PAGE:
Published October 31, 2011
With the birth of Danica May Camacho in Manila at two minutes before midnight, the United Nations Population Fund announced that the world's population had hit a new landmark: 7 billion people now fill the blue spinning globe we call home.
Or maybe not.
The U.S. Census Bureau comes to a very different conclusion, pegging the world's current population at 6,971,933,858 -- a difference of more than 28 million people. In other words, the U.S. Census Bureau guesses that the U.N. has overcounted by more than twice the current population of California. It argues that the world's population won't reach 7 billion until sometime in March of 2012.
Other estimates are even further off.
The International Institute for Applied Systems Analysis, an Austrian group that studies world population, argues that the world's 7 billionth person might not be born until July 2014.
The U.N.'s number has many scratching their heads, and asking how the agency counts people. Just how did the U.N. reach its conclusion?
The U.N. admits the number is only an estimate.
Amid the millions of births and deaths around the world each day -- and the poor demographic information currently being gathered -- it's impossible to pinpoint the arrival of the globe's 7 billionth occupant with any sort of accuracy.
"All demographic projections suffer from two kinds of potential errors," wrote Sergei Scherbov, director of demographic analysis at the Wittgenstein Centre for Demography and Global Human Capital, in a recent paper. He argues that uncertain projections and incorrect data about the current population make it a challenge to precisely pin down an exact number.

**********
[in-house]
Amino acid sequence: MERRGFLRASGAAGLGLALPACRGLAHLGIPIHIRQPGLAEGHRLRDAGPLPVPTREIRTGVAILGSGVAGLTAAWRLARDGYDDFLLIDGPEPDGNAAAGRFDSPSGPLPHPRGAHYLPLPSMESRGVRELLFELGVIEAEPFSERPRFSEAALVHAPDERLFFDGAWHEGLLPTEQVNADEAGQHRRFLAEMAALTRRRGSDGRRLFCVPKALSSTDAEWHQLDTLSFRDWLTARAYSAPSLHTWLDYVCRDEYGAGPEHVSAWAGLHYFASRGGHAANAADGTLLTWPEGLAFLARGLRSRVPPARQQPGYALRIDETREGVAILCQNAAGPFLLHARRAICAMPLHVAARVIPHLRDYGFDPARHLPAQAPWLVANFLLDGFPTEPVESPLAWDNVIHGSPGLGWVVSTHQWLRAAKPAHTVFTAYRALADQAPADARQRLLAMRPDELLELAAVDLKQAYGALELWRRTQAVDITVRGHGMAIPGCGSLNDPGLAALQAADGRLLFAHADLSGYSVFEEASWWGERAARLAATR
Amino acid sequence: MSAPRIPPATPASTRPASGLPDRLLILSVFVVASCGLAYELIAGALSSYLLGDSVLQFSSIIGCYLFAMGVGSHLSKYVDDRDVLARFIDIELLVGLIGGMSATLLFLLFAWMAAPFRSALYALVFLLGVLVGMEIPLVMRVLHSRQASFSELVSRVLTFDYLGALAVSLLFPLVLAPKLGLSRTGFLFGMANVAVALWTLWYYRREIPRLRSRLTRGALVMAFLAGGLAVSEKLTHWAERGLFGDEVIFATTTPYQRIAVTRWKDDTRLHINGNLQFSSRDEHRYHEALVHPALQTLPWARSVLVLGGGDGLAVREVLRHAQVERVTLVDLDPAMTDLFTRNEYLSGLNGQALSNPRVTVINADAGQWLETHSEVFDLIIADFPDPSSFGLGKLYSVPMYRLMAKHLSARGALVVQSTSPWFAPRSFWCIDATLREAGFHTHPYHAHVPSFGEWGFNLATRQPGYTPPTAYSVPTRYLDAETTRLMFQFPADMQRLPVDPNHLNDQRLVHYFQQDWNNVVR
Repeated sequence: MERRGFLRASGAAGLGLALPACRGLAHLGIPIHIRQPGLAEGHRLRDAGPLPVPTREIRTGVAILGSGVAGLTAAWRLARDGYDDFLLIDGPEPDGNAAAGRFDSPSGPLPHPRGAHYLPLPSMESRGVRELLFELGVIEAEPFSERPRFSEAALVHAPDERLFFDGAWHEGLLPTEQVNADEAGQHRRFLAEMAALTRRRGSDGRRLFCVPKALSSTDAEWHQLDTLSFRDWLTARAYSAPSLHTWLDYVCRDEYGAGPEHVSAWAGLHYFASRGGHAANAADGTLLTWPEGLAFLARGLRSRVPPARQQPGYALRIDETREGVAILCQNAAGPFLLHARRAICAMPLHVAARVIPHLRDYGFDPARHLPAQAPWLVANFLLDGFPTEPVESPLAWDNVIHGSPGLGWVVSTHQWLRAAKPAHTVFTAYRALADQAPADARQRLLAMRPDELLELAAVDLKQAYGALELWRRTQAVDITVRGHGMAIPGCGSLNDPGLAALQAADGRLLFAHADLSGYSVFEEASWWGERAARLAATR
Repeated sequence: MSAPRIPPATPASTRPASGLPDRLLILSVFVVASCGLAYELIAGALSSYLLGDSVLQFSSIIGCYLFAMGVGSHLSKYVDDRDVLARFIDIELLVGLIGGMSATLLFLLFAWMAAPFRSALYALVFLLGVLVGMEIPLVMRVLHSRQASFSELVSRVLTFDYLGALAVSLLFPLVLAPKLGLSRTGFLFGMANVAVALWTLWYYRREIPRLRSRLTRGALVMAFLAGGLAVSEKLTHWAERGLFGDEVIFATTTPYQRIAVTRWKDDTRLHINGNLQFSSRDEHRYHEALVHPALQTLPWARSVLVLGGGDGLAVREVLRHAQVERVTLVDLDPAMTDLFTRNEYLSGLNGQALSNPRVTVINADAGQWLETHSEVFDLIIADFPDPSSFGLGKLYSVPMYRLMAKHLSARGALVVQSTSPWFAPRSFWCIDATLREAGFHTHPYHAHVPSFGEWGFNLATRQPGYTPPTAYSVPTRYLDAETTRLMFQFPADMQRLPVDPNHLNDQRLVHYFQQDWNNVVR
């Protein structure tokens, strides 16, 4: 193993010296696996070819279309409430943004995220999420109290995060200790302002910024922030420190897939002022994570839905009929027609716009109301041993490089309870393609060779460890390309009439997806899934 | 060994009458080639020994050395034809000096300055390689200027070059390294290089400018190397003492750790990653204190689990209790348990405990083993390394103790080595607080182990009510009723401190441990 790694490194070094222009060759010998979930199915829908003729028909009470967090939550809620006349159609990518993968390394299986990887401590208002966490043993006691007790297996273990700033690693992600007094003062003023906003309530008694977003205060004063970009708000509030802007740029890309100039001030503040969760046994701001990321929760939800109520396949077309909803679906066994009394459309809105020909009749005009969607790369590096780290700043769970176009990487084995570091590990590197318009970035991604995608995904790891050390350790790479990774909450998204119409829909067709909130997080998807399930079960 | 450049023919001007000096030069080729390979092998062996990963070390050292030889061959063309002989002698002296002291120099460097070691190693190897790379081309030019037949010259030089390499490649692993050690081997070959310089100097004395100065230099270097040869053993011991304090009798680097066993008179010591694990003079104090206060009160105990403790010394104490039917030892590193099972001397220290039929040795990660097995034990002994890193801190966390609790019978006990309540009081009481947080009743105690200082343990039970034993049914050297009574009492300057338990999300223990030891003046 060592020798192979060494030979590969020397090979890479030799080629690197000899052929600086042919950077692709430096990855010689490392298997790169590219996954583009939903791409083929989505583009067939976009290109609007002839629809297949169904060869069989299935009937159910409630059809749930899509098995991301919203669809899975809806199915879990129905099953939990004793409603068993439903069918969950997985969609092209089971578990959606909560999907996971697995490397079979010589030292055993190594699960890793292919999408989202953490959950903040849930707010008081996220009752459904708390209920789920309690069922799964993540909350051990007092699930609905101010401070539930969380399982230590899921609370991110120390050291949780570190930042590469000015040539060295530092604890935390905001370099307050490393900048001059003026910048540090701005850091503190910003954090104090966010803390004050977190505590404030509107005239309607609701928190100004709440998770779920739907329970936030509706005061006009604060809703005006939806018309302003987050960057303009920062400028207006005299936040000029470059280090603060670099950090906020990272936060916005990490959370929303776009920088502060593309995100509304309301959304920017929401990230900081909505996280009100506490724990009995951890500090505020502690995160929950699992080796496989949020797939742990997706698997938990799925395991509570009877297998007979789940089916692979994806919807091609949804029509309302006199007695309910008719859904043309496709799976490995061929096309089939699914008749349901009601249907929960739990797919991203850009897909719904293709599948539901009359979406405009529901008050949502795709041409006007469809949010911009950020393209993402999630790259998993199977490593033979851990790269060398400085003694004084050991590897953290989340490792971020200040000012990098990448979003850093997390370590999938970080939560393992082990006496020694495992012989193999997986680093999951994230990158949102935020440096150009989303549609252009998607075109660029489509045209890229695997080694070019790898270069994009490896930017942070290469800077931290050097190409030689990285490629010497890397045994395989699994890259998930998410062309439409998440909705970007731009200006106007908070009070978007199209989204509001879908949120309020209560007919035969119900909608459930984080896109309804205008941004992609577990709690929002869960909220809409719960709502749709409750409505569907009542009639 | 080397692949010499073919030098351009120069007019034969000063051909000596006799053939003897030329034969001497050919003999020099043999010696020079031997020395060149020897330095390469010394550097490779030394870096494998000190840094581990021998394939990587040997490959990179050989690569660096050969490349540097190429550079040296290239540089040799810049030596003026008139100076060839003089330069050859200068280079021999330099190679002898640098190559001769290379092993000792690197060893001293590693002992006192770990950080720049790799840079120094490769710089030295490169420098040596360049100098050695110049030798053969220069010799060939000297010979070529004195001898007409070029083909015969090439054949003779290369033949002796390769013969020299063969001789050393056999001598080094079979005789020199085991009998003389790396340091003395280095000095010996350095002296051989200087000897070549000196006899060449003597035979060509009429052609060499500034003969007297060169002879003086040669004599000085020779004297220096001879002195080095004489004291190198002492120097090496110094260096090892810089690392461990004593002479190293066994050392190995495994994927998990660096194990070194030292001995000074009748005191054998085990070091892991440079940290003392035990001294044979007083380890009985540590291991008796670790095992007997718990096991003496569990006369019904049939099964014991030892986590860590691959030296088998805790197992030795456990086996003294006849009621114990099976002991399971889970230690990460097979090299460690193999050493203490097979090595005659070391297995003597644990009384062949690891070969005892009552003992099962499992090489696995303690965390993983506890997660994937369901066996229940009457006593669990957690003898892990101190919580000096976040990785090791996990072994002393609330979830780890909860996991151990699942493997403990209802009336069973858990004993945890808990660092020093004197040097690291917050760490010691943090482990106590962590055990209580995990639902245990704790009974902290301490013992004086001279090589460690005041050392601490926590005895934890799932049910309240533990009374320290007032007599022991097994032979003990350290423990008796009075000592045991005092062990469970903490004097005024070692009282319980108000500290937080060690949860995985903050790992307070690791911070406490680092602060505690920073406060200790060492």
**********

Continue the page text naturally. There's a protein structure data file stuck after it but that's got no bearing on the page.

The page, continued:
"The sizes of many populations today are not known with high accuracy, including the population billionaires China and India and many countries particularly in Sub-Saharan Africa," he pointed out.
Indeed, to reflect the inaccuracy in its guess, the U.N. chose Monday to mark the day with a string of festivities worldwide -- and not one, but a series of symbolic 7-billionth babies being born.
In Uttar Pradesh, India -- the most populous state in the world's second-most populous country -- officials said they would appoint seven girls born Monday to join Danica as symbols of the seven billion.
"It would be a fitting moment if the seven billionth baby is a girl born in rural India," said Dr. Madhu Gupta, an Uttar Pradesh gynecologist. "It would help in bringing the global focus back on girls, who are subject to inequality and bias."
Demographers say it took until 1804 for the world to reach its first billion people, and a century more until it hit 2 billion in 1927. The twentieth century, though, saw things begin to cascade: 3 billion in 1959; 4 billion in 1974; 5 billion in 1987; 6 billion in 1998.
Now the rate of change seems to be slowing, the U.N. estimates.
"The rate of increase appears to be slowing. But the large number of people now in their reproductive years, 3.7 billion, means world population will keep growing for several more decades," a recent agency report states.
The U.N. estimates the world's population will reach 8 billion by 2025 and 10 billion by 2083. But the numbers could vary widely, depending on everything from life expectancy to access to birth control to infant mortality rates.
Dr. Eric Tayag of the Philippines' Department of Health said the birth came with a warning.
"Seven billion is a number we should think about deeply," he said.
"We should really focus on the question of whether there will be food, clean water, shelter, education and a decent life for every child," he said. "If the answer is 'no,' it would be better for people to look at easing this population explosion."
The Associated Press contributed to this report.